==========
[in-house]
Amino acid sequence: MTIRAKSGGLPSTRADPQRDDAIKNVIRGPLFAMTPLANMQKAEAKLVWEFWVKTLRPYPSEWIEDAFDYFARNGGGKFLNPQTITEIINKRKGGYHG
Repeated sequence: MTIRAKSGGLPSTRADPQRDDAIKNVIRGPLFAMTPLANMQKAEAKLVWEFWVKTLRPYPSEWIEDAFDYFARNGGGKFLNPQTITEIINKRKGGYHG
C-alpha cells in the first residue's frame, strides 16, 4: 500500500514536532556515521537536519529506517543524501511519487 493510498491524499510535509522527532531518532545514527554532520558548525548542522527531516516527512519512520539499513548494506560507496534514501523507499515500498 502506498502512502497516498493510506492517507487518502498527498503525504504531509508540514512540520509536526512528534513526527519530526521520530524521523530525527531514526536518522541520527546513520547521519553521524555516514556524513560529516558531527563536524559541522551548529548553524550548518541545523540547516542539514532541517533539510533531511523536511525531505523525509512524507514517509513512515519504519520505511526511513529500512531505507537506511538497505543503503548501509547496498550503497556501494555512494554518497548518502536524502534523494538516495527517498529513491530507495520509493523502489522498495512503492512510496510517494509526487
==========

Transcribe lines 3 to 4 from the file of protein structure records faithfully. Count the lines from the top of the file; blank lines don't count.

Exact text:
Repeated sequence: MTIRAKSGGLPSTRADPQRDDAIKNVIRGPLFAMTPLANMQKAEAKLVWEFWVKTLRPYPSEWIEDAFDYFARNGGGKFLNPQTITEIINKRKGGYHG
C-alpha cells in the first residue's frame, strides 16, 4: 500500500514536532556515521537536519529506517543524501511519487 493510498491524499510535509522527532531518532545514527554532520558548525548542522527531516516527512519512520539499513548494506560507496534514501523507499515500498 502506498502512502497516498493510506492517507487518502498527498503525504504531509508540514512540520509536526512528534513526527519530526521520530524521523530525527531514526536518522541520527546513520547521519553521524555516514556524513560529516558531527563536524559541522551548529548553524550548518541545523540547516542539514532541517533539510533531511523536511525531505523525509512524507514517509513512515519504519520505511526511513529500512531505507537506511538497505543503503548501509547496498550503497556501494555512494554518497548518502536524502534523494538516495527517498529513491530507495520509493523502489522498495512503492512510496510517494509526487